The Nikon F is the camera that set the photographic world upside down, and changed all the rules. Back in 1959, a camera that had an automatic diaphragm, which stopped down instantly to the chosen aperture, then returning back to its fully wide open state, was almost unheard of. This camera was the first true 35mm SYSTEM , with easily mounted interchangeable lenses, and a catalog of accessories, available right at introduction, and available to pros and home enthusiasts. To say the camera is built like a tank is an understatement. It saved lives of photojournalists in Vietnam, by deflecting bullets. It was submersed, with exposed film, only to be recovered out of water, and have the film be able to be developed, and be dried out, to be used again. Other firsts-
- 100% viewfinder coverage- the 1st 35mm camera to have it.
- Titanium shutter, with a 100,000 exposure MTBF rating, but lasting much longer. Not many dead ones on the market.
- A high-speed motor drive option.
- Polaroid back options (known as Speed Magny)
- 1st high-end camera from Japan to change world perception of Japanese quality.
- Lightning fast, instant return mirror. Taken for granted today, but truly groundbreaking in 1959.
- Accurate center-weighted metering starting with the Photomic finder series.
- 1st Japanese SLR with mirror lock-up.
- 1st with interchangeable focusing screens.
While I would never say this was the “best” 35mm SLR camera ever produced, it was clearly the most influential, with so many innovations and features that we take for granted today. Nice little touches, such as indicators to show if the shutter is cocked, one that you can program to tell if you have a 36 exposure of 20 (24) exposure cassette. One to remind you of the ISO/ASA, and if you have B&W or color film loaded, even programmable to remind you that the camera is empty. A smooth, beautiful stainless steel winder. While not the 1st SLR, it was easily the most accessible, and the one that got everyone talking about this system, and Nikon. Even in the US, where “Made In Japan” once was a placard that made consumers run away. Now they ran to their local camera shops.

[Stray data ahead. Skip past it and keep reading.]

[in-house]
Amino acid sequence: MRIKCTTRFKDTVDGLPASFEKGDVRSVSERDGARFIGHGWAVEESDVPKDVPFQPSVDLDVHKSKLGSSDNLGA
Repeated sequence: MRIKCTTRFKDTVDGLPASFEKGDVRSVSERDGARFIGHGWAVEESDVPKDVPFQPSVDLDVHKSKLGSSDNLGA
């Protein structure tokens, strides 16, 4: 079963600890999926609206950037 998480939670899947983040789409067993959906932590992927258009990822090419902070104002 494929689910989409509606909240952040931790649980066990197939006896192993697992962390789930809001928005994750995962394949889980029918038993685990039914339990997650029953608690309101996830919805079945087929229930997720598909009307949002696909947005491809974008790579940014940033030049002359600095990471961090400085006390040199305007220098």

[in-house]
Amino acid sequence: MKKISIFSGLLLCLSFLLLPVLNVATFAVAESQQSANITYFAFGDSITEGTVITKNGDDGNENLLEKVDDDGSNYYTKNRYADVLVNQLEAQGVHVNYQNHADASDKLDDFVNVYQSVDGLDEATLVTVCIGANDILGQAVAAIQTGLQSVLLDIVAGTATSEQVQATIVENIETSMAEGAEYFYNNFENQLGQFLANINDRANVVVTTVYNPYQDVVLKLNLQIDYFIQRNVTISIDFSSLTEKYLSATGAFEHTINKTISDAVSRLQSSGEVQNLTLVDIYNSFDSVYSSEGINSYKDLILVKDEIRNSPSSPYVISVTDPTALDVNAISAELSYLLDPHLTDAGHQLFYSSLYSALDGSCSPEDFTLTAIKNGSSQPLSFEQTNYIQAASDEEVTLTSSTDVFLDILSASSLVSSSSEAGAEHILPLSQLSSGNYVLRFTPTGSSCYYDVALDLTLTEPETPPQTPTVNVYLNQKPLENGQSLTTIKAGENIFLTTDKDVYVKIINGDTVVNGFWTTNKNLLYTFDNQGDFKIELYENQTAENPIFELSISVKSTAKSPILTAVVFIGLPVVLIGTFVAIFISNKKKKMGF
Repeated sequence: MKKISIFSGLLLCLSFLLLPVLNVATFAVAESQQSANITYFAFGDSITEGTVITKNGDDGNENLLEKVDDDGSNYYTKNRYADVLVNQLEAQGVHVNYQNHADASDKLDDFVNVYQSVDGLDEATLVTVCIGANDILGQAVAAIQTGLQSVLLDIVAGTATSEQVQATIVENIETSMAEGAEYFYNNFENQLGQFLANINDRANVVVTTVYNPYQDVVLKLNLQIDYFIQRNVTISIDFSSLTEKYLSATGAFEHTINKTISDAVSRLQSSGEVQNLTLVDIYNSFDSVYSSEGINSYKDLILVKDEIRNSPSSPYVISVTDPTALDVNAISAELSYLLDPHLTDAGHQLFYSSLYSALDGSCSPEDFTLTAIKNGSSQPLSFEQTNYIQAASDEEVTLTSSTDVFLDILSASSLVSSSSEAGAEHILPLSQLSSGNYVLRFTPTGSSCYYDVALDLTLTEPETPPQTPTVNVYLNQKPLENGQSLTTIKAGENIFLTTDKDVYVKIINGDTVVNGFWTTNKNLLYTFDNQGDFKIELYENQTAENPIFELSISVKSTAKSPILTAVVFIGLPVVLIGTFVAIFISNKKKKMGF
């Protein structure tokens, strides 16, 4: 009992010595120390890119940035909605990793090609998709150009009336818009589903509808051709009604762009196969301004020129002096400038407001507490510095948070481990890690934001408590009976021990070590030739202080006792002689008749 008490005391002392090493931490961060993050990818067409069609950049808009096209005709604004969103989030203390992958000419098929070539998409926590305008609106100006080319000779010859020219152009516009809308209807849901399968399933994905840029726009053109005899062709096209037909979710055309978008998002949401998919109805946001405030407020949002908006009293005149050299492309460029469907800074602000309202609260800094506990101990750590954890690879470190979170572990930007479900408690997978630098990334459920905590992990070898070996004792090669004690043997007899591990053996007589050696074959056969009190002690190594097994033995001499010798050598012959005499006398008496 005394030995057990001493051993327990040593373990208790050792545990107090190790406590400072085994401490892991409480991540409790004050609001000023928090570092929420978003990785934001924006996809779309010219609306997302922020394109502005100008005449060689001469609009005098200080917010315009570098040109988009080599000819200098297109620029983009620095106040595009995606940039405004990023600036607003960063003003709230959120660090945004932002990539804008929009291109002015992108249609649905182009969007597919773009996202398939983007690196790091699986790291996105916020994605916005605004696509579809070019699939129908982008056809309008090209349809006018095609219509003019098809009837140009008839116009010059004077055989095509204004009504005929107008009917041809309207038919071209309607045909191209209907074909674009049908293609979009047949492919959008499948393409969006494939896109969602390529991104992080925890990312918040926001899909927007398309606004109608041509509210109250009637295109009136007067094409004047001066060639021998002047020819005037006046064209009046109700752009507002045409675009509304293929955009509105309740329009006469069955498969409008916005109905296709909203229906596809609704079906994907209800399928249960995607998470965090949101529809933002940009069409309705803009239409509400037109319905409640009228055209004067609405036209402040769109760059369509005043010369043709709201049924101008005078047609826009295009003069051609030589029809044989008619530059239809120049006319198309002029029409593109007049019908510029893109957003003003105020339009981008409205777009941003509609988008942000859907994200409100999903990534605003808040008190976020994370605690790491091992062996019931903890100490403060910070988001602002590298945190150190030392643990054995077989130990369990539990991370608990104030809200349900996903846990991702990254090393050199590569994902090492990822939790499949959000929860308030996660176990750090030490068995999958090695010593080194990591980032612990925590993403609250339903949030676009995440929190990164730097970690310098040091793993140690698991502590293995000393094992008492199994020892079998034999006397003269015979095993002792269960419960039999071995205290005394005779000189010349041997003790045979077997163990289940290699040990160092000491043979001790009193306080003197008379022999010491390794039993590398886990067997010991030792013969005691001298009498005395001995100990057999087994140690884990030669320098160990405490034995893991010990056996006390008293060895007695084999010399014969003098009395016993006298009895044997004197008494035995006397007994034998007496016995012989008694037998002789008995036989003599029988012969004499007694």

Yes, this is all mechanical, completely manual exposure. The shutter sound is magnificent. The results? So far, after a roll of color, and a roll of B&W, I could not be happier.
The camera continued to receive improvements over the years, eventually phased out/retired by the F2, with enhancements and refinements. The model I opted for, a 1970 vintage Photomic Ftn, with TTL center-weighted metering that is still accurate and viable today. While mercury batteries for the finder no longer available, mine runs on Wein Cells, the mercury free zinc air replacements http://www.weincell.com/ . Make sure you have a small hole in the battery compartment door- these batteries need air to breathe, and to fuel the zinc air fuel mix.
Do these “old” cameras work well? Like a charm- even today. Quirks? Yes. Charm? In large amounts. A guaranteed conversation starter? Yes. Anywhere you go with it. This is the 35mm camera I wanted all my life. Nikon only made about 850,000 of these instruments in total. Get one.